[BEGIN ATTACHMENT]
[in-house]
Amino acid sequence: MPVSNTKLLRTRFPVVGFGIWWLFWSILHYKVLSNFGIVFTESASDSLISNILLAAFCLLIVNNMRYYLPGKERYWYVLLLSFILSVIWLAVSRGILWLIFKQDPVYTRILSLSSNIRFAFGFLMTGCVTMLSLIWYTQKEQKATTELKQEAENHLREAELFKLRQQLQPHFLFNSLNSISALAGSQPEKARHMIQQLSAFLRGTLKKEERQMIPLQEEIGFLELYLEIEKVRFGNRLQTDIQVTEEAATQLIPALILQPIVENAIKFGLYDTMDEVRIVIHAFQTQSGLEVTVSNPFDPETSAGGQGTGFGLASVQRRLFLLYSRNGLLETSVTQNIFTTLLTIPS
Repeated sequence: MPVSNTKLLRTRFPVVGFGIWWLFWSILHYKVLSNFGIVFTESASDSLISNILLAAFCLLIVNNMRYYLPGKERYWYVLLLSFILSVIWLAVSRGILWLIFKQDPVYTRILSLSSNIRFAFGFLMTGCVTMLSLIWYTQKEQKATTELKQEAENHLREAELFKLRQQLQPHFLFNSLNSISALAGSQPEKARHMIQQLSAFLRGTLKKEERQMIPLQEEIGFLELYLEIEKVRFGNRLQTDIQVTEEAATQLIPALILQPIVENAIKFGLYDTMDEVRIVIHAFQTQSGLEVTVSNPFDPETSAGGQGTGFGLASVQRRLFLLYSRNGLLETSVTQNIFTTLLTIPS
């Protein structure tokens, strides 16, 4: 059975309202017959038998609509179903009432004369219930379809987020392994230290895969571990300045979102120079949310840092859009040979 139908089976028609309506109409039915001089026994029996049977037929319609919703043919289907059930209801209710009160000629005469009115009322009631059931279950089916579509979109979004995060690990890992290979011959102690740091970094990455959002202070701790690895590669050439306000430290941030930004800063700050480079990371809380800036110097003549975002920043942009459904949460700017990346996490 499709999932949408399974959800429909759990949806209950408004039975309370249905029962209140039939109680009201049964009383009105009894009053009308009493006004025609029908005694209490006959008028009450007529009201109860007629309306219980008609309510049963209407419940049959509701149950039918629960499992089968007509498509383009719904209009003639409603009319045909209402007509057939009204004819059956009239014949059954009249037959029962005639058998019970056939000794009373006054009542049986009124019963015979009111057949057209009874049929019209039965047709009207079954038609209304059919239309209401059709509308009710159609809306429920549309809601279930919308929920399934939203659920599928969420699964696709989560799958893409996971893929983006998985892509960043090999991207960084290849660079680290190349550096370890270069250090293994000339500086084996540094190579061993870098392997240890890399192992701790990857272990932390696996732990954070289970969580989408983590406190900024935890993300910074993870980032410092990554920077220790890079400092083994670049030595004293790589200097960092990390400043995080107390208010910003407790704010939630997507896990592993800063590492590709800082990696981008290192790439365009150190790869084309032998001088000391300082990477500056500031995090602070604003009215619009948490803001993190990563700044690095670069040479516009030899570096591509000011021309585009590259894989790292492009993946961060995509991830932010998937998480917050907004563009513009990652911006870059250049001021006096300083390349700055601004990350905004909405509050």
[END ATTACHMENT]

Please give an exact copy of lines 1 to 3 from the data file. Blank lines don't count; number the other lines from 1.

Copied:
[in-house]
Amino acid sequence: MPVSNTKLLRTRFPVVGFGIWWLFWSILHYKVLSNFGIVFTESASDSLISNILLAAFCLLIVNNMRYYLPGKERYWYVLLLSFILSVIWLAVSRGILWLIFKQDPVYTRILSLSSNIRFAFGFLMTGCVTMLSLIWYTQKEQKATTELKQEAENHLREAELFKLRQQLQPHFLFNSLNSISALAGSQPEKARHMIQQLSAFLRGTLKKEERQMIPLQEEIGFLELYLEIEKVRFGNRLQTDIQVTEEAATQLIPALILQPIVENAIKFGLYDTMDEVRIVIHAFQTQSGLEVTVSNPFDPETSAGGQGTGFGLASVQRRLFLLYSRNGLLETSVTQNIFTTLLTIPS
Repeated sequence: MPVSNTKLLRTRFPVVGFGIWWLFWSILHYKVLSNFGIVFTESASDSLISNILLAAFCLLIVNNMRYYLPGKERYWYVLLLSFILSVIWLAVSRGILWLIFKQDPVYTRILSLSSNIRFAFGFLMTGCVTMLSLIWYTQKEQKATTELKQEAENHLREAELFKLRQQLQPHFLFNSLNSISALAGSQPEKARHMIQQLSAFLRGTLKKEERQMIPLQEEIGFLELYLEIEKVRFGNRLQTDIQVTEEAATQLIPALILQPIVENAIKFGLYDTMDEVRIVIHAFQTQSGLEVTVSNPFDPETSAGGQGTGFGLASVQRRLFLLYSRNGLLETSVTQNIFTTLLTIPS